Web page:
The industry is bracing for a boom in the use of robots in medical diagnostics, as companies look to automate parts of their workflows and to lower costs.
In a new study from the McKinsey Global Institute, which looks at how robots are reshaping health care, companies such as AstraZeneca, Roche, and Novartis are taking advantage of advances in automation to automate the delivery of patient care.
While the number of people in U.S. hospitals has grown steadily, the number and type of patients treated by the healthcare system has declined.
And while many hospitals are already using robotics to help with care coordination, they are also using them for other tasks such as sorting and billing, said Robert Kosterman, senior vice president for innovation at McKinsey.
That’s because these robots need to be able to do a lot of different things, and they also have to do that with much more precision, said Kostermans team member and medical director of clinical robots at Astra Zeneca.
Robots are also a key part of healthcare systems in many parts of the world.
Hospitals are already working with them to manage and reduce infections, while robotic systems at the University of Maryland School of Medicine in Baltimore are helping surgeons perform surgery.
“The potential for the robotic system to be used to perform a lot more than just the routine surgical operations is huge,” Kostemers said.
In addition to healthcare, Kostercan, who co-authored the study with McKinsey’s Paul Vennucci, said the industry is also exploring the use as part of a broad-based transition to robotics.
“What are the challenges in the medical field?
What are the opportunities for robotics?” he said.
To help answer those questions, Kontemers and his colleagues surveyed nearly 1,000 healthcare professionals, asking them how robots might be used in their work and how robots could help with the delivery and management of care.
Among the key findings:Some of the most common concerns among healthcare professionals were safety, automation, and productivity.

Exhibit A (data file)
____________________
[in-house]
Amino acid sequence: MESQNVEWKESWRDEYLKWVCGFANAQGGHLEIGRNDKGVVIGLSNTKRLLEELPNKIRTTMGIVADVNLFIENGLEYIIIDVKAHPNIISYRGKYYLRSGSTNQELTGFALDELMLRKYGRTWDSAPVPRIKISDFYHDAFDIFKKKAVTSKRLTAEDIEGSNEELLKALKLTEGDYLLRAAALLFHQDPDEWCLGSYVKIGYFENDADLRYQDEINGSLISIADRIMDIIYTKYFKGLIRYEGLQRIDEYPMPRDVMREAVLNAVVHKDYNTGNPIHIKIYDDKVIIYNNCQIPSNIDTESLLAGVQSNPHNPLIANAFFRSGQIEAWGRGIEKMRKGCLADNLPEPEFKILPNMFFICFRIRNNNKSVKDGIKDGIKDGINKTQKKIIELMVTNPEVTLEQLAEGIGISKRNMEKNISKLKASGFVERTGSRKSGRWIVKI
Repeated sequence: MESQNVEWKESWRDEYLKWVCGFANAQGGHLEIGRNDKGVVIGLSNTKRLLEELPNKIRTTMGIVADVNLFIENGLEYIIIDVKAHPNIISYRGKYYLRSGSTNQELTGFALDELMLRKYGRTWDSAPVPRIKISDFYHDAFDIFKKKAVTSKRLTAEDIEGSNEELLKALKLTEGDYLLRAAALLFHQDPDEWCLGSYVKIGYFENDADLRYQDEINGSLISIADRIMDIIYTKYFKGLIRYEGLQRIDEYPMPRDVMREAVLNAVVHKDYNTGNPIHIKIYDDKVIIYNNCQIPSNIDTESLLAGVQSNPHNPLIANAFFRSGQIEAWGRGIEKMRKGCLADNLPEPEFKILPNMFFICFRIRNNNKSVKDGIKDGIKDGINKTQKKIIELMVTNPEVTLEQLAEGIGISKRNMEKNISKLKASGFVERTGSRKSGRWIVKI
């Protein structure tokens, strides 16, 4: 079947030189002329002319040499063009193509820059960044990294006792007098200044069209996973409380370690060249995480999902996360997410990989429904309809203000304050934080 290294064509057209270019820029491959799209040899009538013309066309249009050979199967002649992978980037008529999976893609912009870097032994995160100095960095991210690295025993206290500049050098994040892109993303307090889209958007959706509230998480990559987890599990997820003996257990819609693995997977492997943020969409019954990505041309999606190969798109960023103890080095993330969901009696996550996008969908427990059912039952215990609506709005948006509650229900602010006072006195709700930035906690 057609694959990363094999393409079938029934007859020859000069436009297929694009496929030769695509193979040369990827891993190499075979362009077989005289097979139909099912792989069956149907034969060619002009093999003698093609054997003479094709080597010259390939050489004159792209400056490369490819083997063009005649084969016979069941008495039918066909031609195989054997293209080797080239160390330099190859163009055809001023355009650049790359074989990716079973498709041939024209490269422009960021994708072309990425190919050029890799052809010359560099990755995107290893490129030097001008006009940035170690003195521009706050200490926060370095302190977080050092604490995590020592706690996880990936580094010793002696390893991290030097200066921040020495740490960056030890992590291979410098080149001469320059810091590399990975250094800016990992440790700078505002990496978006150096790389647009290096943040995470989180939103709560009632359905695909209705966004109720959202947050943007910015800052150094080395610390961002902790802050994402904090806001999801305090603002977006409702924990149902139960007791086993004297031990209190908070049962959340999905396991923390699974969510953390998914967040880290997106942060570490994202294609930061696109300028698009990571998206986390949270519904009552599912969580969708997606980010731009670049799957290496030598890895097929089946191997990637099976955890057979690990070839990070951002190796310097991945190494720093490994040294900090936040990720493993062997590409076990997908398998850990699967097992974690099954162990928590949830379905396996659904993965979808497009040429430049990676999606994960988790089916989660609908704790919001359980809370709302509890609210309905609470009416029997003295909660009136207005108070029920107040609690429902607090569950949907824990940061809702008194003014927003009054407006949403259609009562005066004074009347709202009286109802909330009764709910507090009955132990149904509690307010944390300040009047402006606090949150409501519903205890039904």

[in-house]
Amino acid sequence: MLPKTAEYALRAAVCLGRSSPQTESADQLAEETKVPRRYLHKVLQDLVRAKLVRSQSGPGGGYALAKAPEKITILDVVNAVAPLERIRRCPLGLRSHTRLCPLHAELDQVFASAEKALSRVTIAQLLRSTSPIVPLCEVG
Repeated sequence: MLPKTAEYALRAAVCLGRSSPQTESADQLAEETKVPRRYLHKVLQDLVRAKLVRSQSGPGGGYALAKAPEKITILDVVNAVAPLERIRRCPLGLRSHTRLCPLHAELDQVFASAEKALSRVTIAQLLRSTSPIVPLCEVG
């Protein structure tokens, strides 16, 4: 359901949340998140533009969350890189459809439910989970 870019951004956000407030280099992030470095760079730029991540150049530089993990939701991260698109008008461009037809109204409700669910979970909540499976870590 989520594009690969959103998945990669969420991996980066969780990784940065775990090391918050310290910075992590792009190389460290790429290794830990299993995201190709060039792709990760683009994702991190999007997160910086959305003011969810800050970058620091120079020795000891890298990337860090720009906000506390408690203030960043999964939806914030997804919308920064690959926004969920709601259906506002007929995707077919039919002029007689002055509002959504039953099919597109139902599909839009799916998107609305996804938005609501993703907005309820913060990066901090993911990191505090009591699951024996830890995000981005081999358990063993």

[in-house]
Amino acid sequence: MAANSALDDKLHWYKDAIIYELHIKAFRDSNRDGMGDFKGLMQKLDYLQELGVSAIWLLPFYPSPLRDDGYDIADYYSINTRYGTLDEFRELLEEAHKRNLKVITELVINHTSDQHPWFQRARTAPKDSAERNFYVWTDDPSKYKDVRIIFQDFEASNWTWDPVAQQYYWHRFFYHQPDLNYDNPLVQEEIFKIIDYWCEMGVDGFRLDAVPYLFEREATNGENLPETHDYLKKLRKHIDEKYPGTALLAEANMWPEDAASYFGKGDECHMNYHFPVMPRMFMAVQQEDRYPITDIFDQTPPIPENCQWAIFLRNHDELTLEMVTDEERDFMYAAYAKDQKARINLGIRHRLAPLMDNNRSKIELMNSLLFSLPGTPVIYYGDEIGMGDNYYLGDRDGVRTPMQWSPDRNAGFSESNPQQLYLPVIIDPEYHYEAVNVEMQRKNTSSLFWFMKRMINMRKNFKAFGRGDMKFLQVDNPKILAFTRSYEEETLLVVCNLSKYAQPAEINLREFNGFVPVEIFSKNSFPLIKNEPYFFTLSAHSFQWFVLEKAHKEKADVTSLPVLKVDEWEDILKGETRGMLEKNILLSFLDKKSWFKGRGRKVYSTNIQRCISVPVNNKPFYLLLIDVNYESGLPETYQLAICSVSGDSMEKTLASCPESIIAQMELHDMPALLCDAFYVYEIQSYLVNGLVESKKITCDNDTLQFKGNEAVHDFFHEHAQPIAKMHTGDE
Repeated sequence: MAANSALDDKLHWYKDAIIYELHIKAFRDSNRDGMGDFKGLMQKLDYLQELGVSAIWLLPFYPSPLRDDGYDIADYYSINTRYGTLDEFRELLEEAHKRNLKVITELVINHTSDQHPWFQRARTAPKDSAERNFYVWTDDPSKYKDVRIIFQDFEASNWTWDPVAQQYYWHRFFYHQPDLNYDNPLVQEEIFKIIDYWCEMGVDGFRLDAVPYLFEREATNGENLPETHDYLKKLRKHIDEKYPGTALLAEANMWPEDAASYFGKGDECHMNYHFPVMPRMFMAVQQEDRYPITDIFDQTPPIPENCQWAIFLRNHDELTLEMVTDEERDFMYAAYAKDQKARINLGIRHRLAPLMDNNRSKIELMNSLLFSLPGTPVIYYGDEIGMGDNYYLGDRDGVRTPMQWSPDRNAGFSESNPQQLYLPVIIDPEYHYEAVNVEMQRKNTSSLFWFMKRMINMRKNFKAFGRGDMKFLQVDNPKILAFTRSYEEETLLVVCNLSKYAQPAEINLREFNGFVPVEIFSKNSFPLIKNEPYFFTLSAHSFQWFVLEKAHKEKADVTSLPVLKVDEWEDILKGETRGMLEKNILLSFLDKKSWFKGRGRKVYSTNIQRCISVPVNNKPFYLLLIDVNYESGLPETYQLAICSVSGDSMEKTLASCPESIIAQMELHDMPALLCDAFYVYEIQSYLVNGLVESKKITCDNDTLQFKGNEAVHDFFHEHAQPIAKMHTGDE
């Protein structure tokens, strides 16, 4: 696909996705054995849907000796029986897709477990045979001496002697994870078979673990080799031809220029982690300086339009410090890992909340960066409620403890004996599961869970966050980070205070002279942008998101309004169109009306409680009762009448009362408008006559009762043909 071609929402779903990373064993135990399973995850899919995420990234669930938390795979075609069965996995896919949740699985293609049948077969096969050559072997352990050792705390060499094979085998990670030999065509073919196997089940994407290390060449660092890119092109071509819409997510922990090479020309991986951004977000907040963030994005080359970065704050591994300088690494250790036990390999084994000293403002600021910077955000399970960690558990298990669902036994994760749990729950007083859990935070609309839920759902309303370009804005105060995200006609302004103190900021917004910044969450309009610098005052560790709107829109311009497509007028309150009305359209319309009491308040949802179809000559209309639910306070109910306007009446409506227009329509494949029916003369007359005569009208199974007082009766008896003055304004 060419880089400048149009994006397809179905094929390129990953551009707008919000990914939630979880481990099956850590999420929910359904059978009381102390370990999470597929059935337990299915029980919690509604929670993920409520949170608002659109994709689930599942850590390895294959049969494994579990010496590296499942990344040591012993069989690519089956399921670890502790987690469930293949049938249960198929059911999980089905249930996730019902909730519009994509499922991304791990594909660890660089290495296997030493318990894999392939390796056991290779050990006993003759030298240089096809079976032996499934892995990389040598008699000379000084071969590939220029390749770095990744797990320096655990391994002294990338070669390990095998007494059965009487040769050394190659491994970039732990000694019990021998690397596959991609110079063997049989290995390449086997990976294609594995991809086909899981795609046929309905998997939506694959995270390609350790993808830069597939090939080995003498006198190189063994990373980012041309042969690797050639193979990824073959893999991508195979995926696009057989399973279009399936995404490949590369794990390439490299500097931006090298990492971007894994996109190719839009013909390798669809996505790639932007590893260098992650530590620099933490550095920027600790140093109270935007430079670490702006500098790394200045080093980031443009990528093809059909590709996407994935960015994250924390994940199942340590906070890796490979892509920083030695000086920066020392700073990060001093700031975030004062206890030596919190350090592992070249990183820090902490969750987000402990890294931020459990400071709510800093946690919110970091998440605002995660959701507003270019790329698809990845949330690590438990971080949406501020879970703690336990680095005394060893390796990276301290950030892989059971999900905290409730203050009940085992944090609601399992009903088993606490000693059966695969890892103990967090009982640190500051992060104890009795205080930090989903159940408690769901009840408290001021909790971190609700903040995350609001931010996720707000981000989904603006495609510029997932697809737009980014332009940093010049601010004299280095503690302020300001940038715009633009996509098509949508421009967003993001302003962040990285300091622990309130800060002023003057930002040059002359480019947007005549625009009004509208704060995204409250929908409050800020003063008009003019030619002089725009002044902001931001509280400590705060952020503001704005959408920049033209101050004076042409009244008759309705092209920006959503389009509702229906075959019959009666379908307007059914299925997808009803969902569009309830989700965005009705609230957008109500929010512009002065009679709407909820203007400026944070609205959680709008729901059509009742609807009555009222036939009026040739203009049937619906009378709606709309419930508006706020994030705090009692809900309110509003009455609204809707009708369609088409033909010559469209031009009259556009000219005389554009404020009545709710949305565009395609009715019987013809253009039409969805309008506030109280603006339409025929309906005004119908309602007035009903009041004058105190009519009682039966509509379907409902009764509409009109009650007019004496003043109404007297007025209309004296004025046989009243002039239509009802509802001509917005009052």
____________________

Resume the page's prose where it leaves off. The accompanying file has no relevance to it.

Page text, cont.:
Many healthcare professionals also were concerned about how their robots would be used, such as how they would interact with other healthcare professionals and how they might be trained.
For example, healthcare professionals are worried that robotic systems might not be able be used safely or in the way that they would like.
Some healthcare professionals worry that their robots could be programmed to perform certain tasks too quickly.
Many healthcare professionals reported having a limited understanding of the technology.
They were also worried about the impact that robots might have on their careers and jobs, and whether they would be able see benefits from using them.
“A lot of healthcare professionals don’t understand the potential benefits of using robots,” Kontems said.
For those who were uncertain, many healthcare professionals said they would consider the technology if they could see the benefits.
“If I’m at a conference and I’m going to the hospital, I’ll ask for the robot and then go to the patient,” said one healthcare professional who did not want to be identified.
The McKinsey study, which was published online Tuesday, found that while most healthcare professionals surveyed had heard of the use and benefits of robots, there were significant barriers to the use.
Among those who had not, about half said they had never seen a robot use its arms to move a patient, and a quarter said they did not understand how robots work.
While more healthcare professionals may not be aware of the potential use of robotics, the study found that some of the biggest hurdles to adopting robotics in healthcare could be overcome if companies are willing to work together.
“I think it’s good to get ahead of the curve and look at this more,” Kondemers, the McKinseys co-author, said.
“We’re starting with a lot and looking at what’s going on and what’s the potential.”